When we consider the criticisms made of the modern world since the 1970s, as well as the solutions proposed to resolve current and future global crises, we inevitably come across the issue of autonomy. This autonomy is framed in terms of energy and food, but also with regard to medicine, finance, etc. Eventual resilience of societies in the face of the major changes on the horizon will only be possible through systems which are less dependent on a globalised organisation, less dependent on ultra-complex super-tools, less dependent on fossil fuels, and less dependent on multinationals and corporations which jealously guard their knowledge. In order to live well in the future, we need to reclaim essential skills and wisdom: how to feed ourselves, cure ourselves, build a home, etc., all at a much more local scale.

There has been a loss of autonomy among societies and individuals, who have become dependent upon a system which is destructive not only to the planet but also to the group or individual themselves. This is certainly true.

However, we can also suggest a similar reading at a rather more basic level: modern human beings have largely lost their physical autonomy, even in their locomotion and seating arrangements. Just as the global economy is addicted to oil, modern man is hooked on footwear and armchairs (both now originating from oil, incidentally – the trap is total), as he is no longer able to live without them. Try it for yourself for 24 hours, and you’ll understand. This addiction results in, on the one hand, the incessant production and consumption of highly processed, globalised products (the noteworthy example of the pair of trainers), as well as, on the other hand, the emergence of physical dysfunctions and other medical complications in individuals.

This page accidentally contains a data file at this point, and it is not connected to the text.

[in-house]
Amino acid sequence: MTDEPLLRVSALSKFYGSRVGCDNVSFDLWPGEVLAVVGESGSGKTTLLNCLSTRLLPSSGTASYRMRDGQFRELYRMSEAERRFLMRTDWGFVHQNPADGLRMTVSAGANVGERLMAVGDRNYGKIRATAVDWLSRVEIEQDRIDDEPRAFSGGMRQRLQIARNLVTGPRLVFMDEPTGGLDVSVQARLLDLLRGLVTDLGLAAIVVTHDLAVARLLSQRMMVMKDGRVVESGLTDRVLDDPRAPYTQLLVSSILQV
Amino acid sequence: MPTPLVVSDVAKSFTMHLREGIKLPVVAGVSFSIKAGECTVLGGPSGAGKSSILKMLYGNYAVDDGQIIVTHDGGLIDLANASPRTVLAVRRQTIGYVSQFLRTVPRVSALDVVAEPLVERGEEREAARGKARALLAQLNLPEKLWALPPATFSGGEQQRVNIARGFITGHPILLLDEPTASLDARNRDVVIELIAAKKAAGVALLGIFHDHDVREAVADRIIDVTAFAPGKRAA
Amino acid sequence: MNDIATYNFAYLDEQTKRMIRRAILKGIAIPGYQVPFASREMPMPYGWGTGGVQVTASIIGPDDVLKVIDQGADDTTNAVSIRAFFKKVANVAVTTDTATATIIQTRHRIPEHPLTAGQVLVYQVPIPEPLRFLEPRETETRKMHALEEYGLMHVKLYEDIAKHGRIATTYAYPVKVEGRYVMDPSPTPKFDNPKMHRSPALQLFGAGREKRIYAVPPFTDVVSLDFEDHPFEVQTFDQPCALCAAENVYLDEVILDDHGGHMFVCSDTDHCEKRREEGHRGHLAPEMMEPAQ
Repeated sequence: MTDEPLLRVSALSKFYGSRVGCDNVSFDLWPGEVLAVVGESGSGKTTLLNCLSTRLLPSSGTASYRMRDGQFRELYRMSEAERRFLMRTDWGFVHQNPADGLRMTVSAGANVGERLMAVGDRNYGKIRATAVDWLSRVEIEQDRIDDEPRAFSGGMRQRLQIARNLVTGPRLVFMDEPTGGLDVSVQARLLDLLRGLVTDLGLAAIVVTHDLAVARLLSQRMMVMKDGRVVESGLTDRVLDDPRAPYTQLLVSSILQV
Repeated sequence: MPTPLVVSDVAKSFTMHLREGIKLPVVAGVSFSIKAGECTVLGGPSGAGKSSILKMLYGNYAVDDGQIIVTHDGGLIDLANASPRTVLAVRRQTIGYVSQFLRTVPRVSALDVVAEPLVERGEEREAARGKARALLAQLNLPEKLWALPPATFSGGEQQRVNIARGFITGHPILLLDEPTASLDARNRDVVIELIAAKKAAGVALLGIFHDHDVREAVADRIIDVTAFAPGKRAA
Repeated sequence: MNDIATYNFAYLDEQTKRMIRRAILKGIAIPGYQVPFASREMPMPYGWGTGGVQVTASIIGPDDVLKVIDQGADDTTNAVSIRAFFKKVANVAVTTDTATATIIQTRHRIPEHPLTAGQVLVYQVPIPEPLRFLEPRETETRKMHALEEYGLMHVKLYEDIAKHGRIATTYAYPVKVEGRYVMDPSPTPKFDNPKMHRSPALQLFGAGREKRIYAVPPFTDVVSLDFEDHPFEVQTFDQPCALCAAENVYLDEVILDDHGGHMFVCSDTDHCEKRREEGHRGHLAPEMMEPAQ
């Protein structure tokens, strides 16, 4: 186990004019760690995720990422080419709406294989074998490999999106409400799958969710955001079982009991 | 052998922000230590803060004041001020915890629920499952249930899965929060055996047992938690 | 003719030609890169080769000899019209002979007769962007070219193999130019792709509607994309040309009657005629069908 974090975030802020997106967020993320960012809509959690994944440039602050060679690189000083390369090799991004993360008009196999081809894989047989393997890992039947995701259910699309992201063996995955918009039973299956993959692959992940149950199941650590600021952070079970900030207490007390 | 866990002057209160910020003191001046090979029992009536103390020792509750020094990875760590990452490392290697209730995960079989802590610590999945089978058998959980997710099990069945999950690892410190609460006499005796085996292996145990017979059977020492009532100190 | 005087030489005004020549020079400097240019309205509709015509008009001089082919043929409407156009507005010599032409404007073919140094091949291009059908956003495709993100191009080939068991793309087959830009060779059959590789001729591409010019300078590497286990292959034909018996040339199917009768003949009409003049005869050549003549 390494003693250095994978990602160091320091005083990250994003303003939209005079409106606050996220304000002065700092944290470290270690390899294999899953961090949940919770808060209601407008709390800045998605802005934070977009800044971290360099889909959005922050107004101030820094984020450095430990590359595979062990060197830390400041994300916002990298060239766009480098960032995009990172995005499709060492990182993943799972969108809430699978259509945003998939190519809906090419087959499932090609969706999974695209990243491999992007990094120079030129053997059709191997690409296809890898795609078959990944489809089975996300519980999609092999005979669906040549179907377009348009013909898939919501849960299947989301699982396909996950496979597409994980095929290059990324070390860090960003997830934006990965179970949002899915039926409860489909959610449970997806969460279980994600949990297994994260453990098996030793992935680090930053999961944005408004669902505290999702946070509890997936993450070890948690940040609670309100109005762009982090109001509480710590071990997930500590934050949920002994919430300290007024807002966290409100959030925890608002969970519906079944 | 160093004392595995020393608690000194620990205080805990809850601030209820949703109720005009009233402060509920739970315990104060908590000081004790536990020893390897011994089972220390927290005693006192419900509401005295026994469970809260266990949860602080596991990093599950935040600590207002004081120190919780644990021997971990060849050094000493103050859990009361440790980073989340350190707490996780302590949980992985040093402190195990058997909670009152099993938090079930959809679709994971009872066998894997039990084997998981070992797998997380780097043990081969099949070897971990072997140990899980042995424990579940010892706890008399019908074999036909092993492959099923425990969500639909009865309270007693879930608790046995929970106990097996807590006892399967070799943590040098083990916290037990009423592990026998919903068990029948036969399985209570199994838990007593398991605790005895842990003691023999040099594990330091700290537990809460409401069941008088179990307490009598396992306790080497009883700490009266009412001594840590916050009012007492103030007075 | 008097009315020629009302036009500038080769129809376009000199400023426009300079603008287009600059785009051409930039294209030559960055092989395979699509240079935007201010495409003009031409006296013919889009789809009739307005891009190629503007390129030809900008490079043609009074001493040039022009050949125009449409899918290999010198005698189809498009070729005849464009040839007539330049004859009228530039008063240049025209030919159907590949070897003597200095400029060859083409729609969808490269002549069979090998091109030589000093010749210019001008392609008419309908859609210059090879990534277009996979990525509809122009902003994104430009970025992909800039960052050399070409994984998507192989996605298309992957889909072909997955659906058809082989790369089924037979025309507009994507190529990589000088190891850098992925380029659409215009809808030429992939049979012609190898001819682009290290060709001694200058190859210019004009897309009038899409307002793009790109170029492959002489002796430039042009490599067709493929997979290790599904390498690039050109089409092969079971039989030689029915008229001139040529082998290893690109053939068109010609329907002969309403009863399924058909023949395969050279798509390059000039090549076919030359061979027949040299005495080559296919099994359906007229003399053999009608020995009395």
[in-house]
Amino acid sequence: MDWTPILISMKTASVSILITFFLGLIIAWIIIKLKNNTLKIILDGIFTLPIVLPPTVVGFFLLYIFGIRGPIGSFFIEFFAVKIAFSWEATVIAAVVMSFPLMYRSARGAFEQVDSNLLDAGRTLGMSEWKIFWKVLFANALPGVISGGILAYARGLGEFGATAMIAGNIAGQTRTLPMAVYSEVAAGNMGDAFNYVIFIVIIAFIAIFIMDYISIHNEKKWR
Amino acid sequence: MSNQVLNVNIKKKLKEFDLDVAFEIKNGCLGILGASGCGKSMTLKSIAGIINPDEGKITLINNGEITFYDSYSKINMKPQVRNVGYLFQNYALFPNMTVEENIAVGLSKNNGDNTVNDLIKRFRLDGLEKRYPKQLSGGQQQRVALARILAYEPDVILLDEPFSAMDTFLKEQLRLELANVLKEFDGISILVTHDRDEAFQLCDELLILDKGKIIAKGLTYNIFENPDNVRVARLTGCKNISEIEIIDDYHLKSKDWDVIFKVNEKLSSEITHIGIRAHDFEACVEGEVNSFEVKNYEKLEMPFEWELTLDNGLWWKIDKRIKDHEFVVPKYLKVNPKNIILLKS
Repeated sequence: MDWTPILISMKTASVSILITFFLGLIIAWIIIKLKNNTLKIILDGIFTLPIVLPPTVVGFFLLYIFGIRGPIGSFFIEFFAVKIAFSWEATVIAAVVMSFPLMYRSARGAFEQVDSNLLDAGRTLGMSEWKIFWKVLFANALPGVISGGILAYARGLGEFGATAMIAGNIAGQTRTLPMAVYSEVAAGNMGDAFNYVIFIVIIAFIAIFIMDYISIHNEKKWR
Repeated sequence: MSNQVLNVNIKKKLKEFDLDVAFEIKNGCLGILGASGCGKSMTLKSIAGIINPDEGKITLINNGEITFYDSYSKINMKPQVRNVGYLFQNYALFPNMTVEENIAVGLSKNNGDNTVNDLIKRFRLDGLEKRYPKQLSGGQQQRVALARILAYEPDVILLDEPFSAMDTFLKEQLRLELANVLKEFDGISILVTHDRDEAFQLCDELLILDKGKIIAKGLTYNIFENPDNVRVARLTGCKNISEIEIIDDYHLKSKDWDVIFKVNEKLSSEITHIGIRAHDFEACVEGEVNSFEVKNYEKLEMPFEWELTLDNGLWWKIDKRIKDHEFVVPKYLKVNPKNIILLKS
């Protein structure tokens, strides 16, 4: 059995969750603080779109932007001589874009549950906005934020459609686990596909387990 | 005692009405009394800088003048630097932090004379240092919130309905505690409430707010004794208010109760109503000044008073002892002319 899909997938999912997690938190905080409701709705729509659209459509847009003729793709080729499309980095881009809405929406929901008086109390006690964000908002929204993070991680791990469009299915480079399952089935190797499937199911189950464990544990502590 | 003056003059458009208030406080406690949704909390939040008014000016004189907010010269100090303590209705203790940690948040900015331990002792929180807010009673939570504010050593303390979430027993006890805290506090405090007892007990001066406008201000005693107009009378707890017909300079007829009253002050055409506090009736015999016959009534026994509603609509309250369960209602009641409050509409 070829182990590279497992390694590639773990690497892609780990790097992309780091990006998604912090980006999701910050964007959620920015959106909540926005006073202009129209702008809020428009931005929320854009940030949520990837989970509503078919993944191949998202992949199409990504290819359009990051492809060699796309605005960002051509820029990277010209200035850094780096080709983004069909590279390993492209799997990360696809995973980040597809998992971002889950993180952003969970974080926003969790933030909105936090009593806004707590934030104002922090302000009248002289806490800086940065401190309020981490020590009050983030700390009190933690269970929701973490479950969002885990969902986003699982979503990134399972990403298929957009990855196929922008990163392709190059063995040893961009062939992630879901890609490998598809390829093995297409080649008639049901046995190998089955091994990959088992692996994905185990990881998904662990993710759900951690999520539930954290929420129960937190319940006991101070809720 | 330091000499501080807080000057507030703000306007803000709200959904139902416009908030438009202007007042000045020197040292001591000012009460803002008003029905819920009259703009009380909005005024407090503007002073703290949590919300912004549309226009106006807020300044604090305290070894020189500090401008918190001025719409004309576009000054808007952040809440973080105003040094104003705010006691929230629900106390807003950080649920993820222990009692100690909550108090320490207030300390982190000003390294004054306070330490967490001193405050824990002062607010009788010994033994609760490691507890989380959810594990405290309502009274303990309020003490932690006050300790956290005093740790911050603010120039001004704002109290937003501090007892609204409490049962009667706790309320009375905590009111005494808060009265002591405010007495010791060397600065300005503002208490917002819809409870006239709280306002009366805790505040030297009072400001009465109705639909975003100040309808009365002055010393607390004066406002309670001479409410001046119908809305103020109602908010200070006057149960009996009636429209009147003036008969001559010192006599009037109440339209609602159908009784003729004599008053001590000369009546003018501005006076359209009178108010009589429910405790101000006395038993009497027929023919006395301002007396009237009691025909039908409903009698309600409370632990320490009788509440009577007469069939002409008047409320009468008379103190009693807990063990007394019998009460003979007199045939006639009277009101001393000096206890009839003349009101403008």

[1] Locomotion autonomy

“The worst thing that ever happened to feet was shoes, or perhaps the second worst, after paved surfaces. These two products of urban civilization have conquered the human foot and created an entire specialty in the field of medicine. Our ancestors crossed continents, pursued wild game, danced for days on end – all without shoes. What about us ?” George Sheehan, runner

While taking off my shoes one day almost four years ago, I was forced to confront a startling observation: I was physically dependent upon this simple accessory to move around. Running for more than 5 minutes on asphalt, even if it was smooth, was painful. Walking, moving forward on stony, natural paths was simply unimaginable. Better still, several months after this discovery, I realised that my behaviour, my movements, my attitude, and my walking and running technique had been particularly violent and destructive to me for all these years, provoking recurrent injuries and psychological fatigue.